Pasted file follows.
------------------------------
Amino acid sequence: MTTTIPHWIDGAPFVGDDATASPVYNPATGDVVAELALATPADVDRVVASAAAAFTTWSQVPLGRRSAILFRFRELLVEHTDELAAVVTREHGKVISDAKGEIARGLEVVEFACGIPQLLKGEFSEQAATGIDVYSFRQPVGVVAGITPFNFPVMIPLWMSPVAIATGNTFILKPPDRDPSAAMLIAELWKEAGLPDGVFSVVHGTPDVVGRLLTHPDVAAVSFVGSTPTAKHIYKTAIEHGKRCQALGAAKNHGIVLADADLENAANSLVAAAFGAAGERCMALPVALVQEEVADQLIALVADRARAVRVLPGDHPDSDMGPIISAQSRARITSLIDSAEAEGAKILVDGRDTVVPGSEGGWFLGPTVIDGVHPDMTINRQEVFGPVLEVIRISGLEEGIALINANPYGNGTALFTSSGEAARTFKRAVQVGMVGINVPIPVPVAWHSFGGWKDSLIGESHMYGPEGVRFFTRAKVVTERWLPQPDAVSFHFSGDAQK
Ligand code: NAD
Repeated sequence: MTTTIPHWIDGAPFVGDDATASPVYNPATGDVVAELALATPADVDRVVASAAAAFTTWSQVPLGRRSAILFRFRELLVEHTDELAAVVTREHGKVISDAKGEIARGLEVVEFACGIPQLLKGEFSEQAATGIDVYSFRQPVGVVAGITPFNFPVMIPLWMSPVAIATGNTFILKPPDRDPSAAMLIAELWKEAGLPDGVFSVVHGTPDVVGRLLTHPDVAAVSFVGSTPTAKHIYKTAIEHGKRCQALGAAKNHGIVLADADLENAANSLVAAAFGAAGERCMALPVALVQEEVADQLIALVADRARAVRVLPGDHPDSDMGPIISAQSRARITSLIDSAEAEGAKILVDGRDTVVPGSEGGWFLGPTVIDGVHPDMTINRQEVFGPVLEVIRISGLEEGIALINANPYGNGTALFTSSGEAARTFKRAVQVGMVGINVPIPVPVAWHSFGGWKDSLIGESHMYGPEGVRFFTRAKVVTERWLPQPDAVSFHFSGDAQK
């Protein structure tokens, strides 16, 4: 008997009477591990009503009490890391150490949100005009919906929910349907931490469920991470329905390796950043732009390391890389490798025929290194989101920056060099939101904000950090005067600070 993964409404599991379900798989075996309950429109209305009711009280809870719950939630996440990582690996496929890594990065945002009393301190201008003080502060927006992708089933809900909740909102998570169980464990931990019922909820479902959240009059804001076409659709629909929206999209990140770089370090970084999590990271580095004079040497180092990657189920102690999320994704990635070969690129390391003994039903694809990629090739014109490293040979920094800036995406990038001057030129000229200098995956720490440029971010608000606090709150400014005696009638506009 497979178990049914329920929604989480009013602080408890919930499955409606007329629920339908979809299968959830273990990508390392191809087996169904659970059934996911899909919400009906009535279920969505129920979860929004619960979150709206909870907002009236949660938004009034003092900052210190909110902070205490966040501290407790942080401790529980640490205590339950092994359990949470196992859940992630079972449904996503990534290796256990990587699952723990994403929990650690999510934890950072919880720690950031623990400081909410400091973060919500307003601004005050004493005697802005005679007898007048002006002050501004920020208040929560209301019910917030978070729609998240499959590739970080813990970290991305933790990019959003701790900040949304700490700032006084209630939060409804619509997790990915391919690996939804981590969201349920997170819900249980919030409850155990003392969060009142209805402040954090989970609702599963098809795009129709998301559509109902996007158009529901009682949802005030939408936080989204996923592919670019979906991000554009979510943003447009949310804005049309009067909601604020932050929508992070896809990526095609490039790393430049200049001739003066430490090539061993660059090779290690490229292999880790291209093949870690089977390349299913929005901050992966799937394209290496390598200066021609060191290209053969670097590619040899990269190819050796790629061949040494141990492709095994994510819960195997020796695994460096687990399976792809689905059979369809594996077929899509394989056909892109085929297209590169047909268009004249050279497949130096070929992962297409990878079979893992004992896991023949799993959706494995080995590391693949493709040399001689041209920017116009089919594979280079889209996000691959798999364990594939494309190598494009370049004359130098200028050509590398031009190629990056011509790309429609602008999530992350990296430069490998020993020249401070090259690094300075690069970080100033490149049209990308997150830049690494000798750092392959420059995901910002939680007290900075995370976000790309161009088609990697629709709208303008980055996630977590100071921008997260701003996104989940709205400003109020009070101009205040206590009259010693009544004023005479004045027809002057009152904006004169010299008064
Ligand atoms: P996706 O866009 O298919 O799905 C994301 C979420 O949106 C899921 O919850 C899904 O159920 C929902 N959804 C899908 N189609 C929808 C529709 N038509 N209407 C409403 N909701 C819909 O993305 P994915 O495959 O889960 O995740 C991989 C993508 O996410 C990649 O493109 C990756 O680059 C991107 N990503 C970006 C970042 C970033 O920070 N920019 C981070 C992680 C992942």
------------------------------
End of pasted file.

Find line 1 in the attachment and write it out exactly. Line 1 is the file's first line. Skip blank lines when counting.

Amino acid sequence: MTTTIPHWIDGAPFVGDDATASPVYNPATGDVVAELALATPADVDRVVASAAAAFTTWSQVPLGRRSAILFRFRELLVEHTDELAAVVTREHGKVISDAKGEIARGLEVVEFACGIPQLLKGEFSEQAATGIDVYSFRQPVGVVAGITPFNFPVMIPLWMSPVAIATGNTFILKPPDRDPSAAMLIAELWKEAGLPDGVFSVVHGTPDVVGRLLTHPDVAAVSFVGSTPTAKHIYKTAIEHGKRCQALGAAKNHGIVLADADLENAANSLVAAAFGAAGERCMALPVALVQEEVADQLIALVADRARAVRVLPGDHPDSDMGPIISAQSRARITSLIDSAEAEGAKILVDGRDTVVPGSEGGWFLGPTVIDGVHPDMTINRQEVFGPVLEVIRISGLEEGIALINANPYGNGTALFTSSGEAARTFKRAVQVGMVGINVPIPVPVAWHSFGGWKDSLIGESHMYGPEGVRFFTRAKVVTERWLPQPDAVSFHFSGDAQK